I have used build numbers to version APK’s for a while but with the advent of Android Wear 2 multi APK publishing has forced me to think of a creative solution to continue to use build numbers.

The example here is specifically for Android Wear but the principals could easily be adopted for other multi APK needs such as resource or min-sdk specific versions. Likewise most CI platforms will expose build numbers in a similar way to Jenkins so a similar method could be used regardless of your CI platform.

The problem with multi APK publishing is that each version code must be higher than anything previous.

To solve this I decided to multiply my build numbers by 10 and then add a specific digit for the variant. In the case of Android Wear 2 this is in both the Wear and Mobile app modules, for resource or min-sdk specific versions this would be in the Flavours section of your app build.gradle. So for example say I have Mobile and Wear apps, that’s 2 different versions I need. If my build number is 27, for the mobile app I multiply by 10 and then add 1 to give me a version code of 271, for the Wear app I add 2 giving me a version code of 272. For build 28 I get 281 and 282.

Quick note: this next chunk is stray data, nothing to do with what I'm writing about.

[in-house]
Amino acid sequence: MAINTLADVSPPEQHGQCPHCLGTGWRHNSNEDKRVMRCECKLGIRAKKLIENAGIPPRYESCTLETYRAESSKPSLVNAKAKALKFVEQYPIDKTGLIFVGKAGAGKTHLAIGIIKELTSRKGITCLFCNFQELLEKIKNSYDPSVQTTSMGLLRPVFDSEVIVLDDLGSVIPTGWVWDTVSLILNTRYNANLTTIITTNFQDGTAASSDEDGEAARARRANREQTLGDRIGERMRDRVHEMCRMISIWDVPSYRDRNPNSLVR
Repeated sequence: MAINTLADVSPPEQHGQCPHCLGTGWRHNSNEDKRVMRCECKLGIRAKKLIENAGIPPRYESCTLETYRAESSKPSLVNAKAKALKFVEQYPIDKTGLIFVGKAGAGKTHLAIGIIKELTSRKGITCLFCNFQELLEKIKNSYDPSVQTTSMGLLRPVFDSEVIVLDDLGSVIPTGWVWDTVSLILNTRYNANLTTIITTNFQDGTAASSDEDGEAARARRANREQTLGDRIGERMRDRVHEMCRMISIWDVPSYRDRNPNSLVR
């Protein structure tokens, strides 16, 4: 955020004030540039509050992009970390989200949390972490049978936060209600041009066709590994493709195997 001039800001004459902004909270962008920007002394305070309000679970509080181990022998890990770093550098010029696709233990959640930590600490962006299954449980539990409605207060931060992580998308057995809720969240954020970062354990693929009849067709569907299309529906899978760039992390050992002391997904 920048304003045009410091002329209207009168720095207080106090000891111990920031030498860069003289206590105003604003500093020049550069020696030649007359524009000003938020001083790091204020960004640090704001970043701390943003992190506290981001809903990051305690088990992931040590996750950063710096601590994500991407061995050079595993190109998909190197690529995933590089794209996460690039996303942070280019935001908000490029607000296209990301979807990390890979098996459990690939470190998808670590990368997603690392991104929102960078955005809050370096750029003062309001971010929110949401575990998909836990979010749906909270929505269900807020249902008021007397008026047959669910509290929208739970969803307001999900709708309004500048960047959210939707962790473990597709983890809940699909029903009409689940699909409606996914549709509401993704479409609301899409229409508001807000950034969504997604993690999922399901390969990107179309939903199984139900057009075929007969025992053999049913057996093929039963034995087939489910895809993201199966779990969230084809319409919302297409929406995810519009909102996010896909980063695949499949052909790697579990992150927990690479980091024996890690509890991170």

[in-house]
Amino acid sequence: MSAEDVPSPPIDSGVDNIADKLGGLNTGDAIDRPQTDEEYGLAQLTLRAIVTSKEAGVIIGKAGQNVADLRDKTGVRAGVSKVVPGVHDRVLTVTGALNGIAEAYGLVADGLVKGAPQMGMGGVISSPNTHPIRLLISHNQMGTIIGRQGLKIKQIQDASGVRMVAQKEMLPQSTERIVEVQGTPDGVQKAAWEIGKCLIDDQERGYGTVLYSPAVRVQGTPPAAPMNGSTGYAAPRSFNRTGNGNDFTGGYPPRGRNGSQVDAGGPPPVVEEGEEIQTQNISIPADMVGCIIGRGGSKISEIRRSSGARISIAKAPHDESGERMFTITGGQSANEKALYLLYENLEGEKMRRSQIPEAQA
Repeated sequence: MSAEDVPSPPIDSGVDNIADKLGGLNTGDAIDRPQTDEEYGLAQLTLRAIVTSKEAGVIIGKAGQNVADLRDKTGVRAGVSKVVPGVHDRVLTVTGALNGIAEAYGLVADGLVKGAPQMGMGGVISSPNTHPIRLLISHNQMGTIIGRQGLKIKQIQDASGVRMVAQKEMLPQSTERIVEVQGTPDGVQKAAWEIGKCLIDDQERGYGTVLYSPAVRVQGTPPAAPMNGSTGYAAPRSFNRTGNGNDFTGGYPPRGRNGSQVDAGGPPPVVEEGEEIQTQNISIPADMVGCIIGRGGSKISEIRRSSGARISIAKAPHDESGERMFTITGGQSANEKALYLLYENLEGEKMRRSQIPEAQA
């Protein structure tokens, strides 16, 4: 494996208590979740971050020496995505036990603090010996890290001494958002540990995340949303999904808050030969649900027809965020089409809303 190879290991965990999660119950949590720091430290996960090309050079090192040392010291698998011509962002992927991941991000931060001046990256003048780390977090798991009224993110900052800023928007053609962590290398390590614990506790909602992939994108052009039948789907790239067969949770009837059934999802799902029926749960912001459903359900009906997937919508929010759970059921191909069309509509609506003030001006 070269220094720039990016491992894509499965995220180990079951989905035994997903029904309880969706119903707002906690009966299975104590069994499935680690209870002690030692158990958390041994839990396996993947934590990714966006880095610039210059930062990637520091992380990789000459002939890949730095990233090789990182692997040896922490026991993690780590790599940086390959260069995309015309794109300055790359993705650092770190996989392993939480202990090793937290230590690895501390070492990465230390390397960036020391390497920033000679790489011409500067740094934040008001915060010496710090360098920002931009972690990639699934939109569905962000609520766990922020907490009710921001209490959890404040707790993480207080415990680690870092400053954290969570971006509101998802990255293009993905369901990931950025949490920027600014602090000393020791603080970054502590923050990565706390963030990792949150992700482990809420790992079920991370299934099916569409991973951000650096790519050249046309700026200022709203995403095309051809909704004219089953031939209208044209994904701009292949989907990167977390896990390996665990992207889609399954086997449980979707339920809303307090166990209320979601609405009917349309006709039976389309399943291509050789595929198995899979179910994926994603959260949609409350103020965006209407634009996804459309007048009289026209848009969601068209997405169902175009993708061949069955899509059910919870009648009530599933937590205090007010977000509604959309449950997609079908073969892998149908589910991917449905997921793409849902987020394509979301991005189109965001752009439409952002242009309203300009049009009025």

This way I get nice blocks of version codes to easily group releases together and I get 9 potential variants (10 if I went for a 0 based increment)

For release tagging in Git I suffix a 0 onto the end of the build number for the tag version and title so it matches the range I’ve published.

I also suffix the version code onto the version name to give a complete version number, and change the archive name to have the version name suffixed as well.

Finally, I like to maintain manual versions for local ad-hoc builds so I check if the Jenkins environment variable is present and fallback to my project level version codes if not.

The Gist below shows the relevant sections of build.gradle files for a typical mobile and wear app along with my static manual version codes in gradle properties and the string mashing I do within Jenkins git publisher.